Prague takes 'Golden Lane' back to Bohemian roots

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The Independent Online

Once home to royal archers, artists and fortune-tellers, Prague's historic Golden Lane, a cluster of tiny houses fitted under the arches of the city castle, is one of the country's top tourist draws.

But the picturesque 16th-century alley has fallen prey over the years to its own success, and is now to close for a year for a revamp to take it back to its roots - and reclaim it from the clutches of the tourist boutiques.

"The time is ripe to give the Golden Lane a new image," says Frantisek Kadlec, head of Prague Castle's tourism department.

"Our goal is to make sure tourists learn something about the history of this lane and the castle," he told AFP. "It will cease to be the realm of souvenir shops."

Nestled beneath the castle fortifications, the Golden Lane, or the Goldsmiths' Lane as it is also known, dates from the era of the Bohemian King Rudolph II (1552-1612).

It is lined by two dozen tiny homes, that originally housed the king's archers but later became home to struggling artists.

Popular legend - relayed by most tourist guides - says the miniature buildings served as a dwelling for Rudolph II's alchemists, who were famous for trying to transform lead into gold.

Untrue, say Prague authorities, who hope to use the renovation -- initially ordered to address structural problems caused by rainwater leaking into the lane's foundation - to separate myth from fact.

Alchemists or no alchemists, however, Kadlec says "the Golden Lane has always been a universe unto itself."

"The contrast between its humble dwellers and the pomp of the castle, the royal seat, was always obvious there."

One of the lane's most famous latter-day inhabitants was Franz Kafka, the Prague-born Jewish author, who sought inspiration here from 1916 to 1917.

But the Golden Lane's last residents moved out shortly after the communists took power in the former Czechoslovakia in 1948.

Redecorated in 1955, all but a few of its houses now serve as boutiques and souvenir shops - but that is set to change under the planned revamp.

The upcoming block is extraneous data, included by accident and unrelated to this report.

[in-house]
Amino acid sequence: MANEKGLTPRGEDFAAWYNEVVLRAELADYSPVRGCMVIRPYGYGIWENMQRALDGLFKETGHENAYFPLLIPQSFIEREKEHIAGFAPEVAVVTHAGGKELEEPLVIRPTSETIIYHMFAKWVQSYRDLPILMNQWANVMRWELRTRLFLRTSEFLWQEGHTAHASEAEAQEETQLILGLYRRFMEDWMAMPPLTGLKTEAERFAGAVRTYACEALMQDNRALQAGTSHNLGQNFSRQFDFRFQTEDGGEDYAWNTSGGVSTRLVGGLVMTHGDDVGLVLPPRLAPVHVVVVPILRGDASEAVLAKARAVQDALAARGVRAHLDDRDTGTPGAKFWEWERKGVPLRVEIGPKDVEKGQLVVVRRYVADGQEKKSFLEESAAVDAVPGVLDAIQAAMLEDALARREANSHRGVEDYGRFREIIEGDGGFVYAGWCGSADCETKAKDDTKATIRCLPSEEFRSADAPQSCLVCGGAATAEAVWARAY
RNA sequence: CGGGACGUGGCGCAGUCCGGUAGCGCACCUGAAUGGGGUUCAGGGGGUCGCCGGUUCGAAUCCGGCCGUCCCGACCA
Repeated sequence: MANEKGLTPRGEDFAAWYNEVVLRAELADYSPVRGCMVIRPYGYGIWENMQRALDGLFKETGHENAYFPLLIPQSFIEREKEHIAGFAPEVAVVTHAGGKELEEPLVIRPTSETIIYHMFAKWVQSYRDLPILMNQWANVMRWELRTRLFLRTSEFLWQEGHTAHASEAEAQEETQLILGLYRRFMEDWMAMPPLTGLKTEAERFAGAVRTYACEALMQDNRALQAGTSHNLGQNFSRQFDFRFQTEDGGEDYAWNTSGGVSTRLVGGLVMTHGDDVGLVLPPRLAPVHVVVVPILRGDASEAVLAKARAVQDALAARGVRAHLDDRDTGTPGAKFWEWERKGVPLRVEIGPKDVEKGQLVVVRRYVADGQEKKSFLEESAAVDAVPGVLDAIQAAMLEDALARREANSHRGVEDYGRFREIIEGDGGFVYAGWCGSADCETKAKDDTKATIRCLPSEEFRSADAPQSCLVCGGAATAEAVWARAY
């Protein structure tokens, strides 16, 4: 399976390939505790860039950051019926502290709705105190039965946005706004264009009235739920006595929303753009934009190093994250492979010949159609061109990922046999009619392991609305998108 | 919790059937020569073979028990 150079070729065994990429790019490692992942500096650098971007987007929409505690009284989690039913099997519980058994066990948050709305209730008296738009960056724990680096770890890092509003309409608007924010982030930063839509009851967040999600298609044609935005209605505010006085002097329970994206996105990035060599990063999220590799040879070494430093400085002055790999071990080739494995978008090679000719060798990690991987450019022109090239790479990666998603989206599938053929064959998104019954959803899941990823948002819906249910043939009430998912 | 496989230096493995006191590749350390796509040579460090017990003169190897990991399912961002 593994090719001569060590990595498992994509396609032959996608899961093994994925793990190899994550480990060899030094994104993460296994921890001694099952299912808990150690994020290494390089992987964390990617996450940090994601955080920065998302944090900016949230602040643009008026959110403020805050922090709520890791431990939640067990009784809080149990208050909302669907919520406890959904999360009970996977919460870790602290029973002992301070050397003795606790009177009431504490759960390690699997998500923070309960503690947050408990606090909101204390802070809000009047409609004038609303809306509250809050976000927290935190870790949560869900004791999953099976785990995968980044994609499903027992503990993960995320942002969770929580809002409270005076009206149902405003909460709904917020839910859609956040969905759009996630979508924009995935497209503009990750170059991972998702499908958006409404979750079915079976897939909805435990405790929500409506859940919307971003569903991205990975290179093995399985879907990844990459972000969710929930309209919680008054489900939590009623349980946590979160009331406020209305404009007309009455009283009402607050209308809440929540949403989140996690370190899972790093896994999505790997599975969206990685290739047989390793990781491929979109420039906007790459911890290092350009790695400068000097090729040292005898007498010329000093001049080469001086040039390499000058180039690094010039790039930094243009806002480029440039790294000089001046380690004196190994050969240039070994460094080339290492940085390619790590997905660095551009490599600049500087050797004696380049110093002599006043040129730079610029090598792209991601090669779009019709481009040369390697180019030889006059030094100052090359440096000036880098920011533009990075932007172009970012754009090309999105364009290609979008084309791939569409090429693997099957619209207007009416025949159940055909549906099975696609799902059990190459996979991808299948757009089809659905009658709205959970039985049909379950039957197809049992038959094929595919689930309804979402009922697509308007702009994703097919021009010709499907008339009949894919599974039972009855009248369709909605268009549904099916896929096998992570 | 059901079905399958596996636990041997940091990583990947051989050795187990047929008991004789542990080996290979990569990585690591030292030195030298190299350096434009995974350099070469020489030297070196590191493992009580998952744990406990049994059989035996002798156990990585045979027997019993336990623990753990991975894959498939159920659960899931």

Tomio Okamura, spokesman for the Association of Czech Travel Agencies (ACCKA), worries the tourism business will be hit by the closure - but accepts the need for it.

"The Golden Lane is a gem. It's so popular, every foreign visitor wants to see it. Therefore the closure will be a loss," Okamura said. "But, as far as we know, its reconstruction is necessary."

Work is due to start on May 3 and will last until April or May 2011, although experts admit a more flexible deadline might be needed because of archaeological research on the site.

Some shops will stay as they are, including the bookshop at number 22, inhabited by Kafka almost a century ago.

But others will be transformed into tiny museums including one - said to be the smallest house in Prague - whose single tiny room will become a model of a goldsmith's workshop.

Next door will recall the stay of a famous fortune-teller, Madame de Thebes.

"She was one of the last inhabitants of the lane and died while being interrogated by the Gestapo after she predicted the fall of Hitler's Third Reich," said Kadlec.

Other houses will be transformed into replica dwellings of a royal archer, a herb doctor, a medieval doctor or seamstress, while another one will evoke the atmosphere of an old inn.

"But there will be no place for alchemists. They had nothing to do with the Golden Lane. We would like to get rid of this legend once and for all," said Kadlec with a smile.

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